Nerys: Even though my press is an amazing support, especially the marketing director who is a godsend, I still work every day to promote my book and myself. As a first time novelist in the tough and tight world of literary fiction, it’s all too easy to be overlooked. While my press organizes many of the reviews and readings, I need to build the website, grow my network, twitter news—all those things to reach out and connect with readers. I won’t lie—it’s an awful lot of work. The only thing I can compare it to is having a baby. Giving birth to it is only one small step; once it’s out in the world, you need to spend a lot of time taking care of it, whether you’re self-published or not.
Morgen: As an independent just starting out (without a press behind me) I can completely relate to that. What is your opinion of writer’s block? Do you ever suffer from it?
Nerys: I don’t really get writer’s block so much as I suffer through ‘bad’ writing patches when my prose dries up and sits stale and weak on the page. These happen mostly when I’m overworking, and my only solution is to go out and do something completely different, like browse through the salvation army racks for funky 70’s shirts, or visit a paper shop to pick up scraps of paper for a collage, or just take a long walk through the woods. One of my secret methods for curing the writing doldrums is to read poetry. There’s nothing like a beautiful, poignant poem to rekindle the magic of words and inspire me to go forward. In a way, these periods give me wonderful pause to restock my spirit and my writing, so I try to appreciate them instead of dread them.
Morgen: I’m really lucky. I rarely get stuck and if I do, I just do something different. It’s only temporary. The hardest thing for me is finding the time. Do you do a lot of editing or do you find that as time goes on your writing is more fully-formed?
Nerys: That’s the funny thing, the more I write and improve, the tougher I get and the more I have to work to reach that next level. I thought when I took four years to study creative writing that I would emerge having reached a stage where the writing just poured out, easily and effortlessly, but it doesn’t seem to work that way. While it does pour out, less and less of it now makes it to the final draft. Not that I mind, because I love the writing process itself, and will often rewrite scenes over and over until something magical happens, and that can take time. What I do find is that I am more flexible as time goes on, and when I encounter a particular problem with plot or rhythm I now have many more ‘tools’ in my toolkit to resolve and fix what’s wrong.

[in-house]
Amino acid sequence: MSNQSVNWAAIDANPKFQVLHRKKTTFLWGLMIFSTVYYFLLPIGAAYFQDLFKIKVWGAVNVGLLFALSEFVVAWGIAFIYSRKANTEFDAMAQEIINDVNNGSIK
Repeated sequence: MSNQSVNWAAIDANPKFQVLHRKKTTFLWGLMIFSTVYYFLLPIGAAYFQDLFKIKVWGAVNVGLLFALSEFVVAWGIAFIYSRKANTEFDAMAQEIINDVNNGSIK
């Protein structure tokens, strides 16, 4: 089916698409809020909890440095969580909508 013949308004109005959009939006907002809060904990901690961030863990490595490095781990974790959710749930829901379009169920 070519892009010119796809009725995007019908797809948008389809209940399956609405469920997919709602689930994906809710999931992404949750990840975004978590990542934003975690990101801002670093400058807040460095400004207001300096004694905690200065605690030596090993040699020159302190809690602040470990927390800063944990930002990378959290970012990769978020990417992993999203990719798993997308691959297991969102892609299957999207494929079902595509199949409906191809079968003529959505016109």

Morgen: I’ve heard top (household) authors say they’re still learning, which is reassuring. I’ve been studying (on and off) for six years and although I’m confident in my ability, there’s always new things to learn… and of course lots of practice (first drafts don’t usually resemble the finished story). Is there a word, phrase or quote you like?
Nerys: It’s advice from Epicurus, which I’ll have to paraphrase because I don’t have the translation handy: “Whatever you do, do your best, and above all, always be kind.” Best advice for living I’ve heard in the last few thousand years.
Morgen: Wow. You’re wearing incredibly well. :) Where can we find out about you and your work?
Nerys: Most of my information, including my media promotion, book reviews, and blog are on my website: www.nerysparry.com
Clips of radio and television interviews are on my YouTube Channel.
Book Club Reader’s Guide: here.
Discounts available for purchases of 5 or more copies for book clubs! Check out http://www.greatplains.mb.ca/guides for more details.
Loved the book? Take the quiz on Goodreads.
The book is available for purchase at Chapters, Amazon and local bookstores across the country. For those outside of the country, they can buy the book at Amazon.com or Amazon.co.uk.
Morgen: Quiz? Ooh, I love quizzes. :) Is there anything else you’d like to mention?
Nerys: Man & Other Natural Disasters will be coming out in e-book soon, so for those who like to read digitally, keep an eye out for it. Also, I will be visiting Calgary in March and Toronto in April, and would love to see readers there. More information can be found on my website event page at http://www.nerysparry.com/upcoming-events.
Man & Other Natural Disasters also makes a GREAT book club read, and book club members can receive a 25% discount if they purchase it directly through the press. Details can be found here.
The press has also put together a fantastic reader’s guide, which can be downloaded here.
Morgen: Wow, you and your press certainly mean business. Thank you Nerys. :)
Nerys Parry’s debut novel, Man & Other Natural Disasters, was a finalist for the Colophon Prize and seventh in the Giller Prize Reader’s Choice Awards. Her writing has been described as “gorgeous throughout” (Kerry Clare, editor of Canadian Bookshelf), “compulsive reading” (Katherine Lyall-Watson), and “engaging and thoughtful” (Winnipeg Free Press). An engineer with a passion for hidden histories, Nerys has a Bachelor of Engineering and a Masters in Fine Arts in Creative Writing and lives in Ottawa with her husband, two children, one dog, two cats and numerous other creatures she suspects to be lurking around the house.